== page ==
Natural History, Complications and Prognosis

The likely outcome depends on the cause. A good recovery is possible if the cause is identified and properly treatment. In some cases, there may be a partial or complete loss of movement or sensation. Nerve pain may be severe and may persist for a long time.

Risk Factors

  • Common risk factors in the development of [disease name] are [risk factor 1], [risk factor 2], [risk factor 3], and [risk factor 4].

Natural History, Complications and Prognosis

  • The majority of patients with [disease name] remain asymptomatic for [duration/years].
  • Early clinical features include [manifestation 1], [manifestation 2], and [manifestation 3].
  • If left untreated, [#%] of patients with [disease name] may progress to develop [manifestation 1], [manifestation 2], and [manifestation 3].
  • Common complications of [disease name] include [complication 1], [complication 2], and [complication 3].
  • Prognosis is generally [excellent/good/poor], and the [1/5/10­year mortality/survival rate] of patients with [disease name] is approximately [#%].

Diagnosis

Diagnostic Criteria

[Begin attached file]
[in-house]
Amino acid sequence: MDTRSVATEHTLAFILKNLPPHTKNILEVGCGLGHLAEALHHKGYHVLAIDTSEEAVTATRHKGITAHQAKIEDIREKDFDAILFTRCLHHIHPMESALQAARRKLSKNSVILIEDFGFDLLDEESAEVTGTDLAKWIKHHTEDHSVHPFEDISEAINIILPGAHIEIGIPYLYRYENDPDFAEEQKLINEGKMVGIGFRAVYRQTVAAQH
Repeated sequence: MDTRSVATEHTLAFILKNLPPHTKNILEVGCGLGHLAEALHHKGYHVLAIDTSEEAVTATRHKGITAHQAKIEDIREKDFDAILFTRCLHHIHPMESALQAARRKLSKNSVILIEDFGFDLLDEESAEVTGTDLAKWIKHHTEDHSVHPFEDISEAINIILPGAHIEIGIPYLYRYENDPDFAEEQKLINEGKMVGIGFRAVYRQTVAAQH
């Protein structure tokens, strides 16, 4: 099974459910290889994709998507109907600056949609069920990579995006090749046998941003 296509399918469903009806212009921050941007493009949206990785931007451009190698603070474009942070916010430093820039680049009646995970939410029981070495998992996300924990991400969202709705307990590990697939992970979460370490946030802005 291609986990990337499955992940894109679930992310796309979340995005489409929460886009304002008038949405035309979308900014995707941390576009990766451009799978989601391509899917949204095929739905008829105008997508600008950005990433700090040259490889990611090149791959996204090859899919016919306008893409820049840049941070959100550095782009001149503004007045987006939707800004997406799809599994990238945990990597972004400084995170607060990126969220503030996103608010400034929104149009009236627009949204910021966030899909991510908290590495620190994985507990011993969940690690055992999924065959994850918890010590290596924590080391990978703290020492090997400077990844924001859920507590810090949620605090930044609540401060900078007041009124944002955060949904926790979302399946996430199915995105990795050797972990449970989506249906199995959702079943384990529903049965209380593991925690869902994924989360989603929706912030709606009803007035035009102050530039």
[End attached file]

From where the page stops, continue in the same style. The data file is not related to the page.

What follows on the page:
• The diagnosis of [disease name] is made when at least [number] of the following [number] diagnostic criteria are met:
  • [criterion 1]
  • [criterion 2]
  • [criterion 3]
  • [criterion 4]

Symptoms

  • [Disease name] is usually asymptomatic.
  • Symptoms of [disease name] may include the following:
  • [symptom 1]
  • [symptom 2]
  • [symptom 3]
  • [symptom 4]
  • [symptom 5]
  • [symptom 6]

Physical Examination

  • Patients with [disease name] usually appear [general appearance].
  • Physical examination may be remarkable for:
  • [finding 1]
  • [finding 2]
  • [finding 3]
  • [finding 4]
  • [finding 5]
  • [finding 6]

Laboratory Findings

  • There are no specific laboratory findings associated with [disease name].
  • A [positive/negative] [test name] is diagnostic of [disease name].
  • An [elevated/reduced] concentration of [serum/blood/urinary/CSF/other] [lab test] is diagnostic of [disease name].
  • Other laboratory findings consistent with the diagnosis of [disease name] include [abnormal test 1], [abnormal test 2], and [abnormal test 3].

Imaging Findings

  • There are no [imaging study] findings associated with [disease name].
  • [Imaging study 1] is the imaging modality of choice for [disease name].
  • On [imaging study 1], [disease name] is characterized by [finding 1], [finding 2], and [finding 3].
  • [Imaging study 2] may demonstrate [finding 1], [finding 2], and [finding 3].

Other Diagnostic Studies

  • [Disease name] may also be diagnosed using [diagnostic study name].
  • Findings on [diagnostic study name] include [finding 1], [finding 2], and [finding 3].

Treatment

Medical Therapy

Surgery

Some patients with brachial plexopathy may benefit from surgery if nerve compression is the cause of the symptoms.

Prevention

References